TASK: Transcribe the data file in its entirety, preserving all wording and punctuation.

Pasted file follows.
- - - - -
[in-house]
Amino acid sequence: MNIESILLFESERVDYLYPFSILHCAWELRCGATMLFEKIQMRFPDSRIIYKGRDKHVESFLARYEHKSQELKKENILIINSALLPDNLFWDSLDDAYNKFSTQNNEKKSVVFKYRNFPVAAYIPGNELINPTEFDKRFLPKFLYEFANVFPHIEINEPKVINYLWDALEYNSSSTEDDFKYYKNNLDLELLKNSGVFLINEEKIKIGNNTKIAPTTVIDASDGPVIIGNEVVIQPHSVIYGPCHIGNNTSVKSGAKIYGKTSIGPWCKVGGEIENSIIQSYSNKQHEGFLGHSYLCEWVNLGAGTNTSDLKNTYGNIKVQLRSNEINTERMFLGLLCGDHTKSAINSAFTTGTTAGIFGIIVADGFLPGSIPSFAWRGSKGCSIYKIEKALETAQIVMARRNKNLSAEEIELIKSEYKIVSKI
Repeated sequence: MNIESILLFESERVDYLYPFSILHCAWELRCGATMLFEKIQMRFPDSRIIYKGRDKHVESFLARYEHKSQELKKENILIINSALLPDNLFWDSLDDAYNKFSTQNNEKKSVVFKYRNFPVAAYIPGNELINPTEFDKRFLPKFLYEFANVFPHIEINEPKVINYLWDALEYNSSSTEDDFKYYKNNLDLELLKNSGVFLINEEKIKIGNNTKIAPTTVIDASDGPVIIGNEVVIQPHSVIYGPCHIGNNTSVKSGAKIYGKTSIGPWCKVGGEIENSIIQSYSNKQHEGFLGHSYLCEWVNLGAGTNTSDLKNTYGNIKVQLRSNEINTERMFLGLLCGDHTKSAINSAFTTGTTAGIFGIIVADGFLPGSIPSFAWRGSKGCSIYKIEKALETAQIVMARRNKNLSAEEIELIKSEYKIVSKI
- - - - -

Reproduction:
[in-house]
Amino acid sequence: MNIESILLFESERVDYLYPFSILHCAWELRCGATMLFEKIQMRFPDSRIIYKGRDKHVESFLARYEHKSQELKKENILIINSALLPDNLFWDSLDDAYNKFSTQNNEKKSVVFKYRNFPVAAYIPGNELINPTEFDKRFLPKFLYEFANVFPHIEINEPKVINYLWDALEYNSSSTEDDFKYYKNNLDLELLKNSGVFLINEEKIKIGNNTKIAPTTVIDASDGPVIIGNEVVIQPHSVIYGPCHIGNNTSVKSGAKIYGKTSIGPWCKVGGEIENSIIQSYSNKQHEGFLGHSYLCEWVNLGAGTNTSDLKNTYGNIKVQLRSNEINTERMFLGLLCGDHTKSAINSAFTTGTTAGIFGIIVADGFLPGSIPSFAWRGSKGCSIYKIEKALETAQIVMARRNKNLSAEEIELIKSEYKIVSKI
Repeated sequence: MNIESILLFESERVDYLYPFSILHCAWELRCGATMLFEKIQMRFPDSRIIYKGRDKHVESFLARYEHKSQELKKENILIINSALLPDNLFWDSLDDAYNKFSTQNNEKKSVVFKYRNFPVAAYIPGNELINPTEFDKRFLPKFLYEFANVFPHIEINEPKVINYLWDALEYNSSSTEDDFKYYKNNLDLELLKNSGVFLINEEKIKIGNNTKIAPTTVIDASDGPVIIGNEVVIQPHSVIYGPCHIGNNTSVKSGAKIYGKTSIGPWCKVGGEIENSIIQSYSNKQHEGFLGHSYLCEWVNLGAGTNTSDLKNTYGNIKVQLRSNEINTERMFLGLLCGDHTKSAINSAFTTGTTAGIFGIIVADGFLPGSIPSFAWRGSKGCSIYKIEKALETAQIVMARRNKNLSAEEIELIKSEYKIVSKI